Expectant ewes on Shackleton Hill in Hardcastle Crags

 

 

Bracken-covered slopes of Hardcastle Crags at Blake Dean

 

Roe deer in Crimsworth Dean

 

Crimsworth Dean above Midgehole

 

Winter sunshine on Shackleton Hill from Crimsworth Dean

 

View along Crimsworth Dean near Grain Water Bridge

 

Afternoon sunshine in Crimsworth Dean – still full of colour even in the middle of winter

 

Bracken in Crimsworth Dean near Lumb Falls

 

© Photographs copyright Lesley Jackson

Hebden Bridge Holiday Cottage

Elmet Farmhouse Holiday Cottage – Hebden Bridge – Haworth – Yorkshire Dales

Breathtaking Views, Inspiring Interiors, Yorkshire at its Finest

 

 

Looking for somewhere magical for your holidays this year?

Elmet Farmhouse is a holiday cottage like no other, a truly special place to stay.

Perched on a hill above the picturesque town of Hebden Bridge, not far from Haworth, this is a spectacular part of the Yorkshire Dales. ‘So hilly it makes your ears pop!’ as one of our guests exclaimed.

Surrounded by hay meadows in the hilltop village of Pecket Well, Elmet Farmhouse has breathtaking views across the steep wooded valley of Hardcastle Crags towards the ancient village of Heptonstall. With its bluebell woods, buttercup meadows and rolling heather moors, this is a unique corner of Yorkshire – the landscape that inspired the Brontë sisters and poet Ted Hughes.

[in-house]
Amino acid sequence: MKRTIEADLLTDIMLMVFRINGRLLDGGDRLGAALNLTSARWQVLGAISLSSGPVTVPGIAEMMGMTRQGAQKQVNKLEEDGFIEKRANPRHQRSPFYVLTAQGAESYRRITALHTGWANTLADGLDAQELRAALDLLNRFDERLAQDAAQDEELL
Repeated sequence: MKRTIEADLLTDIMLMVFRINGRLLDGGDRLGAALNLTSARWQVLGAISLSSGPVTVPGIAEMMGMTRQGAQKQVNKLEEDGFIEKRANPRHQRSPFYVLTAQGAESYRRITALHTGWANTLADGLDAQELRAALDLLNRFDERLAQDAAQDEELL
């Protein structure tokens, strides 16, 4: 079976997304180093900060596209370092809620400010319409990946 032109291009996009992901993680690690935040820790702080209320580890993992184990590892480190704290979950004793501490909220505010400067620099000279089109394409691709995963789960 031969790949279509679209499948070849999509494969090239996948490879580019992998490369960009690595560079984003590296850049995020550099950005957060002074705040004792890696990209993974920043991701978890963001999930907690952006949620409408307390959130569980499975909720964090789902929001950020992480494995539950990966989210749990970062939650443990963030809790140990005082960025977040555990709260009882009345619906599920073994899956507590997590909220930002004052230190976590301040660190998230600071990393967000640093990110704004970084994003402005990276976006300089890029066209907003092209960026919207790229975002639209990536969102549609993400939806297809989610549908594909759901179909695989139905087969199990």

If you love the countryside and the great outdoors, you’ll be in your element at Elmet Farmhouse. Set in a walkers’ paradise, the Dales are literally on your doorstep. There are fantastic walks in every direction along riverside paths, moorland tracks and stone-paved packhorse trails. With pheasants, deer and owls in our meadows, sheep, cattle and ponies grazing in the neighbouring fields, and curlews and lapwings nesting up on ‘the tops’, Elmet offers a rural idyll in a dramatic landscape which is a haven for wildlife.

 

 

Finalist in Welcome to Yorkshire’s 2016 White Rose Awards, Elmet Farmhouse itself is a pure delight. A handsome 18th-century yeoman clothier’s house, it has stone mullion windows, a huge carved stone fireplace and a cosy wood-burning stove. Beautifully furnished and exquisitely decorated, the farmhouse has a wonderful atmosphere and the interiors are as stunning as the views. Natural wood furniture, textile hangings and lovely lamps and wallpapers by local designer Hannah Nunn are just a few of the treats in store.